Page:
"Of course, a criminal defendant also has a constitutional right to dispense with counsel altogether and to defend himself." Commonwealth v. Szuchon, 506 Pa. 228, 250, 484 A.2d 1365, 1376 (1984). See also: Faretta v. California, 422 U.S. 806, 95 S.Ct. 2525, 45 L.Ed.2d 562 (1975); Commonwealth v. Davis, 479 Pa. 274, 388 A.2d 324 (1978). In such a case, however, "the waiver of the right to counsel must appear from the record to be a knowing and intelligent decision made with full understanding of the consequences." Commonwealth v. Szuchon, supra 506 Pa. at 250, 484 A.2d at 1377. See also: Faretta v. California, supra; Commonwealth v. Davis, supra; Commonwealth v. Tyler, supra; Commonwealth ex rel. O'Lock v. Rundle, 415 Pa. 515, 204 A.2d 439 (1964); Commonwealth ex rel. McCray v. Rundle, 415 Pa. 65, 202 A.2d 303 (1964). Cf. Argersinger v. Hamlin, supra 407 U.S. at 37, 92 S.Ct. at 2012, 32 L.Ed.2d at 538 ("[A]bsent a knowing and intelligent waiver, no person may be imprisoned for any offense . . . unless he was represented by counsel at his trial."). Therefore, "[w]hen the defendant seeks to waive the right to counsel . . . the judge shall ascertain from the defendant, on the record, whether this is a knowing, voluntary and intelligent waiver of counsel." Pa.R.Crim.P. 318(c).

In order for a waiver of counsel to be valid, it must be the voluntary and intelligent act of the accused. Johnson v. Zerbst, 304 U.S. 458, 58 S.Ct. 1019, 82 L.Ed. 1461, 146 A.L.R. 357 (1938). To be intelligent, a

     waiver must be made with an apprehension of the nature of the charges, the statutory offenses included within them, the range of allowable punishments thereunder, possible defenses to the charges and circumstances in mitigation thereof, and all other facts essential to an understanding of the whole matter. A judge can make certain that an accused's professed waiver of counsel is understandingly and wisely made only from

[ 387 Pa. Super. Page 177]

    a penetrating and comprehensive examination of all the circumstances under which such a plea is tendered.

Commonwealth ex rel. McCray v. Rundle, 415 Pa. 65, 69-70, 202 A.2d 303, 305 (1964), quoting Von Moltke v. Gillies, 332 U.S. 708, 724, 68 S.Ct. 316, 323, 92 L.Ed. 309, 321 (1947). See also: Commonwealth v. Baker, 318 Pa. Super. 19, 24, 464 A.2d 496, 499 (1983). Although Rule 318(c) does not instruct trial judges regarding the extent of the inquiry to be made of the accused, the comment of the Criminal Rules Committee contains a recommendation that, at a minimum, a judge should elicit the following information:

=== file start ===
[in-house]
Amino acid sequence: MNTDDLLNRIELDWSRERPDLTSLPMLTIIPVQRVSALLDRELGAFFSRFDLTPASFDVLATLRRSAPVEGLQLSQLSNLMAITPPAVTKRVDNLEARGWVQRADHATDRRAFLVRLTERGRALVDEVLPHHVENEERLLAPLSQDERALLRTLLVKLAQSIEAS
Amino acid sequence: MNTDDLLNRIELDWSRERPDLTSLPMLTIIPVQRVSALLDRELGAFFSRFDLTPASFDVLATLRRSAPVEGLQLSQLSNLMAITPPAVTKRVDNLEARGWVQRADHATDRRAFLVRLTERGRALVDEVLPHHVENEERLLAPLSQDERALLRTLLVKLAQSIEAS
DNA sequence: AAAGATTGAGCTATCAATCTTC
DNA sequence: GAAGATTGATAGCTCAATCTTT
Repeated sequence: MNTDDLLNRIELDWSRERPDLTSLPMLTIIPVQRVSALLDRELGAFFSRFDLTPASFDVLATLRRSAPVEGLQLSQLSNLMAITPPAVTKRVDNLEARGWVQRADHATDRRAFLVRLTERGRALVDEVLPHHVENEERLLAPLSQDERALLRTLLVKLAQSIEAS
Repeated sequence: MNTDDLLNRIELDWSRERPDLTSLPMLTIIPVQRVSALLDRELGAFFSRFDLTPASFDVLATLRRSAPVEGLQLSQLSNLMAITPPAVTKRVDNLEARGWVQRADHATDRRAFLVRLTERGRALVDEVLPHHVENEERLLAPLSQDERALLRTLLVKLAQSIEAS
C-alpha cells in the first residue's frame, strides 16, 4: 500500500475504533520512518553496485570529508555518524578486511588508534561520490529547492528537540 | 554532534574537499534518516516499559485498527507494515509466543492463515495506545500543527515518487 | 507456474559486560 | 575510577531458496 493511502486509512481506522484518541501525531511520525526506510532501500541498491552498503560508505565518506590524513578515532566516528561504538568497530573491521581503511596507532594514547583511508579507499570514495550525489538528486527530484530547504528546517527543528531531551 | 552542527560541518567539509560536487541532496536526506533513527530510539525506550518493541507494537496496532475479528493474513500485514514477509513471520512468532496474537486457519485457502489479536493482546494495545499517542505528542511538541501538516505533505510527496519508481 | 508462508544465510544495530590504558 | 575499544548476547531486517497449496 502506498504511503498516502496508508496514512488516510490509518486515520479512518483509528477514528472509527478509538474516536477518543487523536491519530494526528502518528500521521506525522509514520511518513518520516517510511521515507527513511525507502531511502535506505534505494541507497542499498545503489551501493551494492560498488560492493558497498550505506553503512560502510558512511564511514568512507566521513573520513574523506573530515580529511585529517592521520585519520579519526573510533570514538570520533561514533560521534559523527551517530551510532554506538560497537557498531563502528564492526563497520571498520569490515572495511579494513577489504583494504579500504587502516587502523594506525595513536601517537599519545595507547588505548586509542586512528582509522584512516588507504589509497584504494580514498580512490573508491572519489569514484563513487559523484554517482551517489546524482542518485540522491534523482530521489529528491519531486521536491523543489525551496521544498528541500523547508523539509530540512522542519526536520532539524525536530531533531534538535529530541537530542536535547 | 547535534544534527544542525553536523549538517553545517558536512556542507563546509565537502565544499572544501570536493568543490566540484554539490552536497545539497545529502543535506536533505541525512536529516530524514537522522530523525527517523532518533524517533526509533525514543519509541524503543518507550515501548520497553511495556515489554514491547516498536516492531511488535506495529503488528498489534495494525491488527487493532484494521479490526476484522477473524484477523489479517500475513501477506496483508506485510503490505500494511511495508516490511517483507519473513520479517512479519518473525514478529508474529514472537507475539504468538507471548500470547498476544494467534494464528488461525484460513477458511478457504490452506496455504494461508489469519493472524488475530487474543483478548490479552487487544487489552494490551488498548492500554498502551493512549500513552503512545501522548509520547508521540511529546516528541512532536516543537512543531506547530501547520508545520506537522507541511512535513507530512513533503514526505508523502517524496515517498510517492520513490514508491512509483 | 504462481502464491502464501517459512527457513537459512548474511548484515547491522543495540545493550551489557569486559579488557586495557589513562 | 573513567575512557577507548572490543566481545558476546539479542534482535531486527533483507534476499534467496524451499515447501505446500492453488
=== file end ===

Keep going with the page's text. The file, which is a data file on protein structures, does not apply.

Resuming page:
(1) That the defendant understands that he has the right to be represented by counsel, and the right to have free counsel appointed if he is indigent.

(2) That the defendant understands the nature of the charges against him and the elements of each of those charges.

(3) That the defendant is aware of the permissible range of sentences and/or fines for the offenses charged.

(4) That the defendant understands that if he waives the right to counsel he will still be bound by all the normal rules of procedure and that counsel would be familiar with these rules.

(5) That the defendant understands that there are possible defenses to these charges which counsel might be aware of, and if these defenses are not raised at trial, they may be lost permanently.

(6) That the defendant understands that, in addition to defenses, the defendant has many rights that, if not timely asserted, may be lost permanently; and that if errors occur and are not timely objected to, or otherwise timely raised by the defendant, these errors may be lost permanently.

[ 387 Pa. Super. Page 178]

See also: Commonwealth v. Charlett, 282 Pa. Super. 28, 422 A.2d 659 (1980). See generally: Commonwealth v. Page 178} Palmer, 315 Pa. Super. 601, 608-609, 462 A.2d 755, 758 (1983).

Commonwealth v. Roman, 347 Pa. Super. 528, 534-535, 500 A.2d 1182, 1185-1186 (1985). See also: Commonwealth v. Thier, 354 Pa. Super. 7, 510 A.2d 1251 (1986), cert. denied, 484 U.S. 846, 108 S.Ct. 142, 98 L.Ed.2d 98 (1987); Commonwealth v. Dooley, 332 Pa. Super. 227, 481 A.2d 336 (1984); Commonwealth v. Hauser, 265 Pa. Super. 135, 401 A.2d 837 (1979).